Jump to ContentJump to Main Navigation
Across the WavesHow the United States and France Shaped the International Age of Radio$
Users without a subscription are not able to see the full content.

Derek W. Vaillant

Print publication date: 2017

Print ISBN-13: 9780252041419

Published to Illinois Scholarship Online: May 2018

DOI: 10.5622/illinois/9780252041419.001.0001

Show Summary Details
Page of

PRINTED FROM ILLINOIS SCHOLARSHIP ONLINE (www.illinois.universitypressscholarship.com). (c) Copyright Illinois University Press, 2022. All Rights Reserved. An individual user may print out a PDF of a single chapter of a monograph in ISO for personal use.date: 06 July 2022

We Won’t Always Have Paris

We Won’t Always Have Paris

U.S. Networks in France and Europe, 1932–41

(p.31) 2 We Won’t Always Have Paris
Across the Waves

Derek W. Vaillant

University of Illinois Press

This chapter follows the establishment of the first permanent U.S. network radio bureaus in Europe, and the work of the National Broadcasting Company’s (NBC) European Representative, Fred Bate, and his colleagues, including César Saerchinger and Edward R. Murrow, as they developed transatlantic radio broadcast journalism. Throughout the 1930s, Bate and others surmounted obstacles of techno-aesthetic difference in radio production, continental political upheaval, ideological differences, censorship, and resource scarcity, to transform transatlantic broadcasts from shaky experiments into a reliable information conduit for listeners following global events. Such struggles made it possible for transatlantic broadcasting to report the February riots of 1934, the Anschluss, Munich crisis, and the Battle of Britain.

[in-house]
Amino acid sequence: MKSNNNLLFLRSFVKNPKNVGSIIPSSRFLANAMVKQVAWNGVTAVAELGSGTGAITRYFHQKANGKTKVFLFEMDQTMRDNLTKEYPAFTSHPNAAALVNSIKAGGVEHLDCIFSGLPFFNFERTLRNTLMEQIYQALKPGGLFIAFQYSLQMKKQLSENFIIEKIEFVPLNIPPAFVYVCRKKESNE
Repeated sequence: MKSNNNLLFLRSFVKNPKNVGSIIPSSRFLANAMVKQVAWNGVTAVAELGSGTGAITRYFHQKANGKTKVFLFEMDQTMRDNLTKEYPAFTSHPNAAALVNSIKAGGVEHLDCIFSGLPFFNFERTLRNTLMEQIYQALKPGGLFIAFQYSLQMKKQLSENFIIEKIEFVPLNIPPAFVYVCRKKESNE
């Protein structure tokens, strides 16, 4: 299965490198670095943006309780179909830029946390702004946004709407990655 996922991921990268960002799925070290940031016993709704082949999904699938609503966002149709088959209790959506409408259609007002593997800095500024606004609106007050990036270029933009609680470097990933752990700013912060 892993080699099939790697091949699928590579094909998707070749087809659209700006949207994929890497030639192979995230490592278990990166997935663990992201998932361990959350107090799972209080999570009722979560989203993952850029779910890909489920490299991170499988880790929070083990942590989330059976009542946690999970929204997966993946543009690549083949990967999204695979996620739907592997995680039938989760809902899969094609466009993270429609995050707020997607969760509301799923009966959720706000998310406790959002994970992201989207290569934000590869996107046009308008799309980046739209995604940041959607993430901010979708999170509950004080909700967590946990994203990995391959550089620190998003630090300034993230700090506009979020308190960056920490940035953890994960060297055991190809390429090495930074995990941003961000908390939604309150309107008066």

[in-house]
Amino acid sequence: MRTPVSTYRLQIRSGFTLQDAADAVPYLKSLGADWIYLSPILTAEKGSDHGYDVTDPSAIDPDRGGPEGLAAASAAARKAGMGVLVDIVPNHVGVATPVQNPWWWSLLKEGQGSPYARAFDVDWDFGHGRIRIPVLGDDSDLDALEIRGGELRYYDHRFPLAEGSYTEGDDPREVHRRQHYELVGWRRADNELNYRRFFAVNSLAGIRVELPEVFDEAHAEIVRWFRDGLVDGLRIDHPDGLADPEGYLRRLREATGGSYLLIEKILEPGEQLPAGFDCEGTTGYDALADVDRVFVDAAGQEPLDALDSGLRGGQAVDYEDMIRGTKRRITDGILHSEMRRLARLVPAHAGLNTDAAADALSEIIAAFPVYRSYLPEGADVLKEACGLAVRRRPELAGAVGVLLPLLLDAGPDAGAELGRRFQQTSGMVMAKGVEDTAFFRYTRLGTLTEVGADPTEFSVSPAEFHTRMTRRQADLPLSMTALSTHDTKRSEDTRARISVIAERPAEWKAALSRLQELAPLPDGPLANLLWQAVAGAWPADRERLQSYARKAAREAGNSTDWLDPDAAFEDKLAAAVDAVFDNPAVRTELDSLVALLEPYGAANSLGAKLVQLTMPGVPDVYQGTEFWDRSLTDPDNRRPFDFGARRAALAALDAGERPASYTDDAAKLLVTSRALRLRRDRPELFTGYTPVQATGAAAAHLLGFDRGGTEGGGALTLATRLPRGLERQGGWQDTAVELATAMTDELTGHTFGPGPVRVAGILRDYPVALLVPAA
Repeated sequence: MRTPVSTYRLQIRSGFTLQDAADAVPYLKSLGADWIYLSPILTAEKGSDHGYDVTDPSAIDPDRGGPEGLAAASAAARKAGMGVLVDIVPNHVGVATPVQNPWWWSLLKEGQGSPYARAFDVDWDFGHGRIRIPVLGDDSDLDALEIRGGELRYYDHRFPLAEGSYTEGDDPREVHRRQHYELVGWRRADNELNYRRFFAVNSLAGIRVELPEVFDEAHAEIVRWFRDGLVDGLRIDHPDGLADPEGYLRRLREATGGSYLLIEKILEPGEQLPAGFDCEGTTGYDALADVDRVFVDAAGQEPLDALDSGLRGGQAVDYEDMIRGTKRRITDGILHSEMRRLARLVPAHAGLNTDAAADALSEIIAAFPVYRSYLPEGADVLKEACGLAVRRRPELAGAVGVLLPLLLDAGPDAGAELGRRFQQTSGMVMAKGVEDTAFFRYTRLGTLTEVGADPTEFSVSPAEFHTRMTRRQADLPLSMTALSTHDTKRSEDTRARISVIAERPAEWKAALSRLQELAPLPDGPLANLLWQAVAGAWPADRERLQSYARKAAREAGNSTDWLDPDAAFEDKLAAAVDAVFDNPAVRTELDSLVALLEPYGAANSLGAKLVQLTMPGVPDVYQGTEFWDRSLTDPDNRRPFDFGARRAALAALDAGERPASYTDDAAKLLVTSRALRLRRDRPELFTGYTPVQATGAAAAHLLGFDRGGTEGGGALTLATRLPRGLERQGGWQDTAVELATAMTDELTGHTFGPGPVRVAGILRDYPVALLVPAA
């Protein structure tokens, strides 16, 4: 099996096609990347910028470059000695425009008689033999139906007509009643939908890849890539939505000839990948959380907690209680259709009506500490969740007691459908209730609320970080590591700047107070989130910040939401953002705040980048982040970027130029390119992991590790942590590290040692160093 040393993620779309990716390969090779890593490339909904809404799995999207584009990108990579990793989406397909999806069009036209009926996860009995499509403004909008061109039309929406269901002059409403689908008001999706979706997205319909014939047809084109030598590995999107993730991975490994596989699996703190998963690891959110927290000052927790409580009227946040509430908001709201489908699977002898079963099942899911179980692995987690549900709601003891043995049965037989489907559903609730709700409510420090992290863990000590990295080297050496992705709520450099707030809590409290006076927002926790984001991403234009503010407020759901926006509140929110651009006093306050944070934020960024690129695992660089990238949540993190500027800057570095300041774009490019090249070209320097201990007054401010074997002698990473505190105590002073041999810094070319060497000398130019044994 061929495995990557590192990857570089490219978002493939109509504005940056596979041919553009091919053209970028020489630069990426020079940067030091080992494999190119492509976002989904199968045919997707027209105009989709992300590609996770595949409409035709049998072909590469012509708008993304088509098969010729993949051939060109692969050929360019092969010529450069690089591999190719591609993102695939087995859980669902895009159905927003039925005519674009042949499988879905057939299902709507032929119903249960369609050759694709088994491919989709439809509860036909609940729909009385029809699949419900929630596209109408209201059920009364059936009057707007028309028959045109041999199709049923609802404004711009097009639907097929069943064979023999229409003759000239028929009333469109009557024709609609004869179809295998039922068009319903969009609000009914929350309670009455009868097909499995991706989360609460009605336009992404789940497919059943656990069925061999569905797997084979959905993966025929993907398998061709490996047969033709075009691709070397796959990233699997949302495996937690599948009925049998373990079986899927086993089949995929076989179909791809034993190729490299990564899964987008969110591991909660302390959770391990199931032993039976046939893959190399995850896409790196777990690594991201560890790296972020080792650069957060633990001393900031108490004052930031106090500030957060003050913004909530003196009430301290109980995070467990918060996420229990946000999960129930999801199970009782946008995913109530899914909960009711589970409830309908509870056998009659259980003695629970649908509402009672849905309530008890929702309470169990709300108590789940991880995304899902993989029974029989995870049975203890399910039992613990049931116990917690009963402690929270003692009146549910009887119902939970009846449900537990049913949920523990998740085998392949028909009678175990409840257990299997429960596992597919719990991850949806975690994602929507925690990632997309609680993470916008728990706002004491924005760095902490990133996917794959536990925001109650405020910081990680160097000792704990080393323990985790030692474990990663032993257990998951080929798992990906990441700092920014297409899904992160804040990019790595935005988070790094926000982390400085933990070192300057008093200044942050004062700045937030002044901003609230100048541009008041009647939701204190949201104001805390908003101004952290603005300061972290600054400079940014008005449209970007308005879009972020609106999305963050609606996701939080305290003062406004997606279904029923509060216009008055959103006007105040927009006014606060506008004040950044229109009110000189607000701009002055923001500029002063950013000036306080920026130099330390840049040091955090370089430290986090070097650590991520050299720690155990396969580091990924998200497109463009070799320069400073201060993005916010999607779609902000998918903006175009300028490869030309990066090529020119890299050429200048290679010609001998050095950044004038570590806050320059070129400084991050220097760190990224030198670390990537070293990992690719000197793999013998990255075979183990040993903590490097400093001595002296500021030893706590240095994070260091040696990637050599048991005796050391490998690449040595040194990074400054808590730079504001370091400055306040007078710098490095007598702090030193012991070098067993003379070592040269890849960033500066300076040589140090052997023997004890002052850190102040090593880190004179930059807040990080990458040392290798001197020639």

Keywords:   Fred Bate, NBC, CBS, Edward R. Murrow, broadcast news, PTT, Munich, Anschluss, Battle of Britain, news roundup, BBC

Illinois Scholarship Online requires a subscription or purchase to access the full text of books within the service. Public users can however freely search the site and view the abstracts and keywords for each book and chapter.

Please, subscribe or login to access full text content.

If you think you should have access to this title, please contact your librarian.

To troubleshoot, please check our FAQs, and if you can't find the answer there, please contact us.